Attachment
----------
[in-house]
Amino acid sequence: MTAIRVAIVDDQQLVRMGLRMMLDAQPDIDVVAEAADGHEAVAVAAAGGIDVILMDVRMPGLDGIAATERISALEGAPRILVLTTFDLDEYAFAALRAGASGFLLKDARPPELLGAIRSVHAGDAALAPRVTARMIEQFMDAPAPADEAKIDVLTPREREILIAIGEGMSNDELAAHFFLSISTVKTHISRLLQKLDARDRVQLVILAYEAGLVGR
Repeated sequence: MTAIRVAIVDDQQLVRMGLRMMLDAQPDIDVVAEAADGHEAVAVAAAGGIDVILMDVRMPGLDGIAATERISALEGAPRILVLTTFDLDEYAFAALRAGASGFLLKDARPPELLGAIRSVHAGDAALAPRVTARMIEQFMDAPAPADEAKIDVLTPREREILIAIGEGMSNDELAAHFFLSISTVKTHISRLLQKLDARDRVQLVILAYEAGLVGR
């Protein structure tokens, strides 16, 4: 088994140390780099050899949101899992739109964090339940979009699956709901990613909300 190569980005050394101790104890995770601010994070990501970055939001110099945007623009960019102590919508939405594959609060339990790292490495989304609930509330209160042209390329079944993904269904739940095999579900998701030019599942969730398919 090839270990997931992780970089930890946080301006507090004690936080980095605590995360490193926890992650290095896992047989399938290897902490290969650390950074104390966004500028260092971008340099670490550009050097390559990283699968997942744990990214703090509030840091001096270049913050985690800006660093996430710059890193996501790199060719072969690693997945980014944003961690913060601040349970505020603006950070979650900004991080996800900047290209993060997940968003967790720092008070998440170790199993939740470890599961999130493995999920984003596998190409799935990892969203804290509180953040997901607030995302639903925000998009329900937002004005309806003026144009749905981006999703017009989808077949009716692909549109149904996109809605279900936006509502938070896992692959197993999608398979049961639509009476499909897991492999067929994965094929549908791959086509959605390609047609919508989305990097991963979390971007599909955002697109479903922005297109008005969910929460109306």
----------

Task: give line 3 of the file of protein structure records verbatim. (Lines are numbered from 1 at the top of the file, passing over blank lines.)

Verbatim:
Repeated sequence: MTAIRVAIVDDQQLVRMGLRMMLDAQPDIDVVAEAADGHEAVAVAAAGGIDVILMDVRMPGLDGIAATERISALEGAPRILVLTTFDLDEYAFAALRAGASGFLLKDARPPELLGAIRSVHAGDAALAPRVTARMIEQFMDAPAPADEAKIDVLTPREREILIAIGEGMSNDELAAHFFLSISTVKTHISRLLQKLDARDRVQLVILAYEAGLVGR